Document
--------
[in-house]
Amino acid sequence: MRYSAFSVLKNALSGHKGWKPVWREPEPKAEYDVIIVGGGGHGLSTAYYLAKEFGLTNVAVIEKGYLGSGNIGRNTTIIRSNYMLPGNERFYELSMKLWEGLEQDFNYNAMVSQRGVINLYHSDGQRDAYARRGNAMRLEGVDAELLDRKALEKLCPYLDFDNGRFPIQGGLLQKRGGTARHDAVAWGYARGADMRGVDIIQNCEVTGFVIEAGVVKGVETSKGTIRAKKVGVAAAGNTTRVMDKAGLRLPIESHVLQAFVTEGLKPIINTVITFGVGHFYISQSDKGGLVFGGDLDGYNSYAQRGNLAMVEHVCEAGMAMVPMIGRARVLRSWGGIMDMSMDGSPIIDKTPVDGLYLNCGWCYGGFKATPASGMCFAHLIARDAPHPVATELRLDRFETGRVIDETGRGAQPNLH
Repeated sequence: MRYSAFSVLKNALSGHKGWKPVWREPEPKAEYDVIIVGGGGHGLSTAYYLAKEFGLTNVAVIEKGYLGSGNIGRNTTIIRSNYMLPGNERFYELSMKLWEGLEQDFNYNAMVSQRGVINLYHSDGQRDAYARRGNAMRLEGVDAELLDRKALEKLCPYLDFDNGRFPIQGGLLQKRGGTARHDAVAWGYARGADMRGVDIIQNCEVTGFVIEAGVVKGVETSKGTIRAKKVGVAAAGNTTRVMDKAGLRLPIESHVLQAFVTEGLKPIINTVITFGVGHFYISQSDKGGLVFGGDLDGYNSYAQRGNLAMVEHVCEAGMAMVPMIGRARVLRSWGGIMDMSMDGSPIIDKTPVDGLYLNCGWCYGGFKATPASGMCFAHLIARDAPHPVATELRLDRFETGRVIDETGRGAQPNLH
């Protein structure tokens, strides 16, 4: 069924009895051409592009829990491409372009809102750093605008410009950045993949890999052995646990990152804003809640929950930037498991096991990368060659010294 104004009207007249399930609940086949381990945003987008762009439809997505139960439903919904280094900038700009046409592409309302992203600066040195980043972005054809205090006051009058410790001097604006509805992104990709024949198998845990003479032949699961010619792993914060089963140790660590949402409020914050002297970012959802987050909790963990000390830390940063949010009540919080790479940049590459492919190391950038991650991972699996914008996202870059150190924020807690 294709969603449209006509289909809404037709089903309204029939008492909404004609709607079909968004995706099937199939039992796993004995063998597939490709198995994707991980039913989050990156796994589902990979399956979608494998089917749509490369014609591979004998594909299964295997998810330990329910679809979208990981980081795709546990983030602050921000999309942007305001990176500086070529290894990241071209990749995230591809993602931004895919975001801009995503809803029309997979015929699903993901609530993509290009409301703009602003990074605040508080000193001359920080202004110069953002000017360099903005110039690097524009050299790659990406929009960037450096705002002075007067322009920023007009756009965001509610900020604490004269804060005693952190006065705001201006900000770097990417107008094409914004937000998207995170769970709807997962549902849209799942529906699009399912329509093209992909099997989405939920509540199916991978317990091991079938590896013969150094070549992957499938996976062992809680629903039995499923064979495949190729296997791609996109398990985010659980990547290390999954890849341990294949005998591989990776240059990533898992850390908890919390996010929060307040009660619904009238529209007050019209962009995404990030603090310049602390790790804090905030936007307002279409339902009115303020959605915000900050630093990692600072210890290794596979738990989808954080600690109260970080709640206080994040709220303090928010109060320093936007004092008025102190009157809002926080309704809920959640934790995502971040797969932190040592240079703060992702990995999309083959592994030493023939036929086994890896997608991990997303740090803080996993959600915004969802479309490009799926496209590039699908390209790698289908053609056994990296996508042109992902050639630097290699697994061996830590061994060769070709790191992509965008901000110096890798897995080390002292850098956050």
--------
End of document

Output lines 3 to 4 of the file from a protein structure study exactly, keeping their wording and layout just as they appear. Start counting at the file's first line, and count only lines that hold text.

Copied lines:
Repeated sequence: MRYSAFSVLKNALSGHKGWKPVWREPEPKAEYDVIIVGGGGHGLSTAYYLAKEFGLTNVAVIEKGYLGSGNIGRNTTIIRSNYMLPGNERFYELSMKLWEGLEQDFNYNAMVSQRGVINLYHSDGQRDAYARRGNAMRLEGVDAELLDRKALEKLCPYLDFDNGRFPIQGGLLQKRGGTARHDAVAWGYARGADMRGVDIIQNCEVTGFVIEAGVVKGVETSKGTIRAKKVGVAAAGNTTRVMDKAGLRLPIESHVLQAFVTEGLKPIINTVITFGVGHFYISQSDKGGLVFGGDLDGYNSYAQRGNLAMVEHVCEAGMAMVPMIGRARVLRSWGGIMDMSMDGSPIIDKTPVDGLYLNCGWCYGGFKATPASGMCFAHLIARDAPHPVATELRLDRFETGRVIDETGRGAQPNLH
């Protein structure tokens, strides 16, 4: 069924009895051409592009829990491409372009809102750093605008410009950045993949890999052995646990990152804003809640929950930037498991096991990368060659010294 104004009207007249399930609940086949381990945003987008762009439809997505139960439903919904280094900038700009046409592409309302992203600066040195980043972005054809205090006051009058410790001097604006509805992104990709024949198998845990003479032949699961010619792993914060089963140790660590949402409020914050002297970012959802987050909790963990000390830390940063949010009540919080790479940049590459492919190391950038991650991972699996914008996202870059150190924020807690 294709969603449209006509289909809404037709089903309204029939008492909404004609709607079909968004995706099937199939039992796993004995063998597939490709198995994707991980039913989050990156796994589902990979399956979608494998089917749509490369014609591979004998594909299964295997998810330990329910679809979208990981980081795709546990983030602050921000999309942007305001990176500086070529290894990241071209990749995230591809993602931004895919975001801009995503809803029309997979015929699903993901609530993509290009409301703009602003990074605040508080000193001359920080202004110069953002000017360099903005110039690097524009050299790659990406929009960037450096705002002075007067322009920023007009756009965001509610900020604490004269804060005693952190006065705001201006900000770097990417107008094409914004937000998207995170769970709807997962549902849209799942529906699009399912329509093209992909099997989405939920509540199916991978317990091991079938590896013969150094070549992957499938996976062992809680629903039995499923064979495949190729296997791609996109398990985010659980990547290390999954890849341990294949005998591989990776240059990533898992850390908890919390996010929060307040009660619904009238529209007050019209962009995404990030603090310049602390790790804090905030936007307002279409339902009115303020959605915000900050630093990692600072210890290794596979738990989808954080600690109260970080709640206080994040709220303090928010109060320093936007004092008025102190009157809002926080309704809920959640934790995502971040797969932190040592240079703060992702990995999309083959592994030493023939036929086994890896997608991990997303740090803080996993959600915004969802479309490009799926496209590039699908390209790698289908053609056994990296996508042109992902050639630097290699697994061996830590061994060769070709790191992509965008901000110096890798897995080390002292850098956050």